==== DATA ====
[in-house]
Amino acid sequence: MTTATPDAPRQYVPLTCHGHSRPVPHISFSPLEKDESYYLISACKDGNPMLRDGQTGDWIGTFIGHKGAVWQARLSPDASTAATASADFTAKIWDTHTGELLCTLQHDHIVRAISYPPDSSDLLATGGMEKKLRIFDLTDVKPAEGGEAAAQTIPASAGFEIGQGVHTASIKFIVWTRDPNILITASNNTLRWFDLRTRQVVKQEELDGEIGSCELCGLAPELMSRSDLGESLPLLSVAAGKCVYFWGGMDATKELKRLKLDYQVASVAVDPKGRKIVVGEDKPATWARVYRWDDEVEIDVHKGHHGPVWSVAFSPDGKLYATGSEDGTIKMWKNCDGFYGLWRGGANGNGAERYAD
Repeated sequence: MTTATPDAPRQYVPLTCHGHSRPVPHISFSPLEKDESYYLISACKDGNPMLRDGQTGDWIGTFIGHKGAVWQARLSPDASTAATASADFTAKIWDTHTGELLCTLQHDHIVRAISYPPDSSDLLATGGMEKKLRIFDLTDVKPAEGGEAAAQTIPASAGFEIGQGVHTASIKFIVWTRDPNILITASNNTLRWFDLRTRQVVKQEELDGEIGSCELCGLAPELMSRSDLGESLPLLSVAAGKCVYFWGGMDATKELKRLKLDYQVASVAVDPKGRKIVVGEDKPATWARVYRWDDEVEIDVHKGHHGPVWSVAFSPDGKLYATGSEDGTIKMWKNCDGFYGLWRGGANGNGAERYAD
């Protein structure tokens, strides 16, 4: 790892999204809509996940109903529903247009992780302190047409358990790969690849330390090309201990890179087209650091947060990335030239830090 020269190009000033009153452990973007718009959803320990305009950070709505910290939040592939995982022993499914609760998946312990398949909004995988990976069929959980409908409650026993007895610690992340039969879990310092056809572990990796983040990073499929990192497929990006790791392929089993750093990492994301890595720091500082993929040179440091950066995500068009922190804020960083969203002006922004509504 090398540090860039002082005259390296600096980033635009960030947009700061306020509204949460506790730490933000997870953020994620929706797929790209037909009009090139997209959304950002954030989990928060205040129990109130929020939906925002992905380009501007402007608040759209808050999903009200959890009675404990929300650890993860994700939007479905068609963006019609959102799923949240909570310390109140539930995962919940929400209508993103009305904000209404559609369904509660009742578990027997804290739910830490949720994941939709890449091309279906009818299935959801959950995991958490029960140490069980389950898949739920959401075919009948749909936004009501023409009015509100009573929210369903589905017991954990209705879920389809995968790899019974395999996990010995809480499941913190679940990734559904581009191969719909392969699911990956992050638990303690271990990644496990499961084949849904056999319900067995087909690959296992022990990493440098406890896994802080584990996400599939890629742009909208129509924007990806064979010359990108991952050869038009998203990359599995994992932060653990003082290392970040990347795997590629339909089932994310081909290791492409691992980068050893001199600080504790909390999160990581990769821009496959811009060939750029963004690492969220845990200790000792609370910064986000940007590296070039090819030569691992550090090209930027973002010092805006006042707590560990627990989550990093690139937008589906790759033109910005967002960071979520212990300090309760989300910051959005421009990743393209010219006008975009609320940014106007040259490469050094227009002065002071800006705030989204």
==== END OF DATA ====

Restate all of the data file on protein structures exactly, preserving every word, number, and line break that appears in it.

[in-house]
Amino acid sequence: MTTATPDAPRQYVPLTCHGHSRPVPHISFSPLEKDESYYLISACKDGNPMLRDGQTGDWIGTFIGHKGAVWQARLSPDASTAATASADFTAKIWDTHTGELLCTLQHDHIVRAISYPPDSSDLLATGGMEKKLRIFDLTDVKPAEGGEAAAQTIPASAGFEIGQGVHTASIKFIVWTRDPNILITASNNTLRWFDLRTRQVVKQEELDGEIGSCELCGLAPELMSRSDLGESLPLLSVAAGKCVYFWGGMDATKELKRLKLDYQVASVAVDPKGRKIVVGEDKPATWARVYRWDDEVEIDVHKGHHGPVWSVAFSPDGKLYATGSEDGTIKMWKNCDGFYGLWRGGANGNGAERYAD
Repeated sequence: MTTATPDAPRQYVPLTCHGHSRPVPHISFSPLEKDESYYLISACKDGNPMLRDGQTGDWIGTFIGHKGAVWQARLSPDASTAATASADFTAKIWDTHTGELLCTLQHDHIVRAISYPPDSSDLLATGGMEKKLRIFDLTDVKPAEGGEAAAQTIPASAGFEIGQGVHTASIKFIVWTRDPNILITASNNTLRWFDLRTRQVVKQEELDGEIGSCELCGLAPELMSRSDLGESLPLLSVAAGKCVYFWGGMDATKELKRLKLDYQVASVAVDPKGRKIVVGEDKPATWARVYRWDDEVEIDVHKGHHGPVWSVAFSPDGKLYATGSEDGTIKMWKNCDGFYGLWRGGANGNGAERYAD
């Protein structure tokens, strides 16, 4: 790892999204809509996940109903529903247009992780302190047409358990790969690849330390090309201990890179087209650091947060990335030239830090 020269190009000033009153452990973007718009959803320990305009950070709505910290939040592939995982022993499914609760998946312990398949909004995988990976069929959980409908409650026993007895610690992340039969879990310092056809572990990796983040990073499929990192497929990006790791392929089993750093990492994301890595720091500082993929040179440091950066995500068009922190804020960083969203002006922004509504 090398540090860039002082005259390296600096980033635009960030947009700061306020509204949460506790730490933000997870953020994620929706797929790209037909009009090139997209959304950002954030989990928060205040129990109130929020939906925002992905380009501007402007608040759209808050999903009200959890009675404990929300650890993860994700939007479905068609963006019609959102799923949240909570310390109140539930995962919940929400209508993103009305904000209404559609369904509660009742578990027997804290739910830490949720994941939709890449091309279906009818299935959801959950995991958490029960140490069980389950898949739920959401075919009948749909936004009501023409009015509100009573929210369903589905017991954990209705879920389809995968790899019974395999996990010995809480499941913190679940990734559904581009191969719909392969699911990956992050638990303690271990990644496990499961084949849904056999319900067995087909690959296992022990990493440098406890896994802080584990996400599939890629742009909208129509924007990806064979010359990108991952050869038009998203990359599995994992932060653990003082290392970040990347795997590629339909089932994310081909290791492409691992980068050893001199600080504790909390999160990581990769821009496959811009060939750029963004690492969220845990200790000792609370910064986000940007590296070039090819030569691992550090090209930027973002010092805006006042707590560990627990989550990093690139937008589906790759033109910005967002960071979520212990300090309760989300910051959005421009990743393209010219006008975009609320940014106007040259490469050094227009002065002071800006705030989204």